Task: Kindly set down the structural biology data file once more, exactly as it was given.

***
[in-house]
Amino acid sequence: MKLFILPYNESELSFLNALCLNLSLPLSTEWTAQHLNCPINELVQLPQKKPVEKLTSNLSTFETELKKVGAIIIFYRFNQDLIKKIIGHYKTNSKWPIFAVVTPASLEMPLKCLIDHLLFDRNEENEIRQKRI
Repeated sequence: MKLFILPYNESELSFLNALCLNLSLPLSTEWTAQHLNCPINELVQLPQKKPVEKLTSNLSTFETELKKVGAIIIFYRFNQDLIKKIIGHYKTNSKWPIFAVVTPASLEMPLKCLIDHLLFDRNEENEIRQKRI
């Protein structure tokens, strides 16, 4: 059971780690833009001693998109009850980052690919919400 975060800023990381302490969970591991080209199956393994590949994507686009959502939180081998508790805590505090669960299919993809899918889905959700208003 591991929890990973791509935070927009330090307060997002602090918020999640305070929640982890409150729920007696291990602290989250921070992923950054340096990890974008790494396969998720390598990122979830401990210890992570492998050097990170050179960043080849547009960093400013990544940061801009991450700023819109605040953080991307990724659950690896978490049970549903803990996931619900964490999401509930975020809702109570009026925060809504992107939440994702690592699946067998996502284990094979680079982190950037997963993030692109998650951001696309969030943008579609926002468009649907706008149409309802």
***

[in-house]
Amino acid sequence: MKLFILPYNESELSFLNALCLNLSLPLSTEWTAQHLNCPINELVQLPQKKPVEKLTSNLSTFETELKKVGAIIIFYRFNQDLIKKIIGHYKTNSKWPIFAVVTPASLEMPLKCLIDHLLFDRNEENEIRQKRI
Repeated sequence: MKLFILPYNESELSFLNALCLNLSLPLSTEWTAQHLNCPINELVQLPQKKPVEKLTSNLSTFETELKKVGAIIIFYRFNQDLIKKIIGHYKTNSKWPIFAVVTPASLEMPLKCLIDHLLFDRNEENEIRQKRI
């Protein structure tokens, strides 16, 4: 059971780690833009001693998109009850980052690919919400 975060800023990381302490969970591991080209199956393994590949994507686009959502939180081998508790805590505090669960299919993809899918889905959700208003 591991929890990973791509935070927009330090307060997002602090918020999640305070929640982890409150729920007696291990602290989250921070992923950054340096990890974008790494396969998720390598990122979830401990210890992570492998050097990170050179960043080849547009960093400013990544940061801009991450700023819109605040953080991307990724659950690896978490049970549903803990996931619900964490999401509930975020809702109570009026925060809504992107939440994702690592699946067998996502284990094979680079982190950037997963993030692109998650951001696309969030943008579609926002468009649907706008149409309802």